I’m in England now, about to start on a ten-day garden tour. With my co-host Julia Guest of Travel Concepts in Vancouver, I will take a small group of women to the southwest of England. But before hitting the road, let me whet your appetite with a review of an extraordinary garden I visited pre-tour.
Veddw is the garden of Anne Wareham and Charles Hawes. Located in Wales, just across the border from England in an area of outstanding natural beauty, Veddw pays homage to its surroundings in ways that show respect for what came before. And significantly, that respectful attitude, felt throughout the garden, highlights the design talents of its creators.
English gardens that nod to the past are a commonplace but Veddw is no ordinary garden. A bench at the entry to the garden announces the difference, first in its shape and colour and then in the words that appear on the back, names used for the property over several centuries.
At the edge of a wild garden, headstones give alternate names for people and areas nearby.
Veddw and its designers do more, though, than show respect for the past. The garden they have created is very much of the present, yet it draws on ideas of time and change that are common to gardens everywhere. Attention to detail is evident throughout… not in the ordinary ‘garden variety’ way where all is neat and tidy, with no weeds apparent, but in the subtlety with which design creates meaning and significance.
Every garden design manual will advise repeating plants, colours and shapes, stressing that repetition holds a garden together, gives it coherence. And I agree. But too often, repetition of the sort advised hits you in the face, as if carbon paper had been pressed over a good idea and then imprinted mindlessly from one area to another.
Not so at Veddw. Here, the garden coheres through a more nuanced approach. The curve of hedges is repeated in the roofline of what once was a tiny stone house. The curve of the entry bench is echoed in the curves of a bench by a reflecting pool, but here the curve is modified with a dip that suggests what is about to come.
For me, the marvel at Veddw is the Hedge Garden. Designing interlocking hedges that appeal from every direction is a challenge that designer Anne Wareham has met, seemingly with ease. At the entry to the garden, a visitor encounters a genuine Wow! moment. Stretched across the valley below are scalloped-topped hedges set against flat-topped ones. Shades of green repeat and shift, balanced with touches of maroon and rust. Cones in the foreground are echoed by square columns in the distance. And all this energy is anchored by a calm backdrop of trees that promise a garden of a different sort.
To create a view this satisfying from one angle isn’t easy. To make it equally satisfying from the opposite direction adds another level of difficulty. Wareham has met the challenge and succeeded.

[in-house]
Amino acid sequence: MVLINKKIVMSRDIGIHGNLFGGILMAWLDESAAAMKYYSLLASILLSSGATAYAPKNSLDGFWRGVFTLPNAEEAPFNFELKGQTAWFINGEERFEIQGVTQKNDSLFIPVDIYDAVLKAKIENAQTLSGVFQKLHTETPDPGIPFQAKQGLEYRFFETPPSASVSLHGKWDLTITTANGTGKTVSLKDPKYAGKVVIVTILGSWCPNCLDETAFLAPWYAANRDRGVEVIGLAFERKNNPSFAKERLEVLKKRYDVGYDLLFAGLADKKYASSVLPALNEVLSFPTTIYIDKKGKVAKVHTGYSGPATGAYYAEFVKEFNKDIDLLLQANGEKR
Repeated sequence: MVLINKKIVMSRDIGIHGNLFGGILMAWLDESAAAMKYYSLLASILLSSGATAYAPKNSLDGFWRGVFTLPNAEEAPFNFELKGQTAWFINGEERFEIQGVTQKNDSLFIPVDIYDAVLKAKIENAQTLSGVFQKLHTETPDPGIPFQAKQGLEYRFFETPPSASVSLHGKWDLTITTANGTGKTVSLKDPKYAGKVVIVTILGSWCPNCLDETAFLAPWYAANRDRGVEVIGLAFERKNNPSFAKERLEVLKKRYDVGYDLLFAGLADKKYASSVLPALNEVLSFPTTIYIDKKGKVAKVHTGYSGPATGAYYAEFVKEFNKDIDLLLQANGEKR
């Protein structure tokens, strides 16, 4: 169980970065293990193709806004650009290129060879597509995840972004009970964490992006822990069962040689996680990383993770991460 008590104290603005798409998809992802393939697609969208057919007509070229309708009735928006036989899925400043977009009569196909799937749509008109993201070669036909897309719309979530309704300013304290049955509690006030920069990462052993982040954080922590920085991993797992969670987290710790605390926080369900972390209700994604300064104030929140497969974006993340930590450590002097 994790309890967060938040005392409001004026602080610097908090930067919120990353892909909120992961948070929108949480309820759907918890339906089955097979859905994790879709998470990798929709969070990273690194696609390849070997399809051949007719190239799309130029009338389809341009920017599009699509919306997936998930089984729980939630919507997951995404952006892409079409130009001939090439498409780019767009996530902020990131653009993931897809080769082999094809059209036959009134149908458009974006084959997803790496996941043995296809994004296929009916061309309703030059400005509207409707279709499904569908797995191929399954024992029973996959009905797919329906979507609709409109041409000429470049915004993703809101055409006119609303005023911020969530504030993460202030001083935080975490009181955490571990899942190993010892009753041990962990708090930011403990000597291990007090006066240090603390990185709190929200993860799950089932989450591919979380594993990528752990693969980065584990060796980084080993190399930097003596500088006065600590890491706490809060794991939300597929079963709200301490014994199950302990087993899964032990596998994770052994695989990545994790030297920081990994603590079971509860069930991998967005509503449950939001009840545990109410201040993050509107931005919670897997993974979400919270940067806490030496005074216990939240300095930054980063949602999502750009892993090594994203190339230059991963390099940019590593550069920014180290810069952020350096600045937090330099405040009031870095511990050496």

In the Pool Garden, the interwoven hedges become a complex play of curves. Do they rise and fall like waves on a distant sea or do they mimic the rising and falling hills that surround Veddw? No matter. Their reflections in the dark water form an inverted goblet that spills out an invitation to enter the underwater world beyond.
A path continues around the reflecting pool to enter the Hedge Garden. Turning a corner, waves appear again, this time in a contrasting colour — the fresh green of boxwood set against the darker tones of yew.
The magic of Veddw continues in the adjacent woods …
… where the ruins of an old farm building, once in the middle of an open field, have become a mysterious shrine.
There is much more to Veddw than hedges and romantic woods. There are open sunny borders, a delightful garden stuffed with cardoon and shaped boxwood, a meadow walk and a white Clematis montana so tall it might almost be visible from outer space.
But for me, a highlight was the use of words throughout the garden. (Those of you who read this blog regularly, or who read ThinkinGardens, Anne Wareham’s internationally acclaimed blog, will be familiar with this quirk of mine. You can read A Matter of Words here.)
Hatter’s Patch and Bulchey Bernard are only two of many ways that words are used to link the garden to a wider world. A quotation from Wordsworth’s poem about nearby Tintern Abbey appears on a wooden bench, connecting the garden to the fields around. (“These hedgerows, hardly hedgerows, little lines of sportive wood run wild…”) T.S. Eliot is quoted on an irregular stone, the words suggesting the progression that occurs when past and present, repeated, are brought together in new ways.
A small, weathered plaque attached to a tree speaks to what a garden is, or can be. At Veddw, the words articulate what the garden says: past is present, present, past. The future is still becoming.
Veddw is open on Sunday afternoons in June and July and from August 2-5. Groups of ten or more are welcome by prior arrangement from May to September.
If you have the chance, go. This is a garden worth the detour.